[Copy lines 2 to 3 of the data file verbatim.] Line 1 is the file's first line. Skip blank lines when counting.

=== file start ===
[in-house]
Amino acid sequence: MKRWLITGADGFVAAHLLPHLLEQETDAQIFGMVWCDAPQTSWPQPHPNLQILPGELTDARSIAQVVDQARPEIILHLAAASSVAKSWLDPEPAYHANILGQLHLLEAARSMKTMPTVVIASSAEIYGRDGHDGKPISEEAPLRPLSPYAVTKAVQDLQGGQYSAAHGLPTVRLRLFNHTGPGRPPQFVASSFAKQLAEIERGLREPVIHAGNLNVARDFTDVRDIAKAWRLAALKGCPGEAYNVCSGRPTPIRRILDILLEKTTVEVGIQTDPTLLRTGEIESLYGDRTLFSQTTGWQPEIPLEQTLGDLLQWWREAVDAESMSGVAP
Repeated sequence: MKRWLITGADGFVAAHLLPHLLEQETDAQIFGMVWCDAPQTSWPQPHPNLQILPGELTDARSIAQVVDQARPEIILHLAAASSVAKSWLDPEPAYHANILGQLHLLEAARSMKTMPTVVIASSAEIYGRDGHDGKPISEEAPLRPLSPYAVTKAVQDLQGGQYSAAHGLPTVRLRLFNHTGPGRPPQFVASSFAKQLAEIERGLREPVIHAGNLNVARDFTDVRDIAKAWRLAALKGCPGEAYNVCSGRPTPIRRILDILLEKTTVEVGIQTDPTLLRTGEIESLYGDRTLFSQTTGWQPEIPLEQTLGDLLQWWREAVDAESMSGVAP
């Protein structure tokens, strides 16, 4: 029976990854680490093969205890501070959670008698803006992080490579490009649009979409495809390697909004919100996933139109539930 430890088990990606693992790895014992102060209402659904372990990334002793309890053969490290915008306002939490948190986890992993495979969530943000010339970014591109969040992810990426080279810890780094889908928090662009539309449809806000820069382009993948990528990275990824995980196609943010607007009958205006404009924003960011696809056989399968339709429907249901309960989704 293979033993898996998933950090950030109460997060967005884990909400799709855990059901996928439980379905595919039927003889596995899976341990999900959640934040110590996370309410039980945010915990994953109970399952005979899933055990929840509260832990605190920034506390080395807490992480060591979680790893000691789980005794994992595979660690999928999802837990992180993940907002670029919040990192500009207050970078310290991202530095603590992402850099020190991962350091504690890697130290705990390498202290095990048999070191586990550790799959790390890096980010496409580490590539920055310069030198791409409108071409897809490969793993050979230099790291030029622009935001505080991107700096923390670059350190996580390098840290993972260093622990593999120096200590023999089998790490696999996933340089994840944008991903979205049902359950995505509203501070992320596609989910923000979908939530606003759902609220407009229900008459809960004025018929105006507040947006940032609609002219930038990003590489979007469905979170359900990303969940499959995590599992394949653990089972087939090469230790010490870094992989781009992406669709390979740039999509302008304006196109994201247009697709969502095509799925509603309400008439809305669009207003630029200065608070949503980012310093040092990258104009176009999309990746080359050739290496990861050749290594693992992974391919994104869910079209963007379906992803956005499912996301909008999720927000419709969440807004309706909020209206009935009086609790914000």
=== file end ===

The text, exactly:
Amino acid sequence: MKRWLITGADGFVAAHLLPHLLEQETDAQIFGMVWCDAPQTSWPQPHPNLQILPGELTDARSIAQVVDQARPEIILHLAAASSVAKSWLDPEPAYHANILGQLHLLEAARSMKTMPTVVIASSAEIYGRDGHDGKPISEEAPLRPLSPYAVTKAVQDLQGGQYSAAHGLPTVRLRLFNHTGPGRPPQFVASSFAKQLAEIERGLREPVIHAGNLNVARDFTDVRDIAKAWRLAALKGCPGEAYNVCSGRPTPIRRILDILLEKTTVEVGIQTDPTLLRTGEIESLYGDRTLFSQTTGWQPEIPLEQTLGDLLQWWREAVDAESMSGVAP
Repeated sequence: MKRWLITGADGFVAAHLLPHLLEQETDAQIFGMVWCDAPQTSWPQPHPNLQILPGELTDARSIAQVVDQARPEIILHLAAASSVAKSWLDPEPAYHANILGQLHLLEAARSMKTMPTVVIASSAEIYGRDGHDGKPISEEAPLRPLSPYAVTKAVQDLQGGQYSAAHGLPTVRLRLFNHTGPGRPPQFVASSFAKQLAEIERGLREPVIHAGNLNVARDFTDVRDIAKAWRLAALKGCPGEAYNVCSGRPTPIRRILDILLEKTTVEVGIQTDPTLLRTGEIESLYGDRTLFSQTTGWQPEIPLEQTLGDLLQWWREAVDAESMSGVAP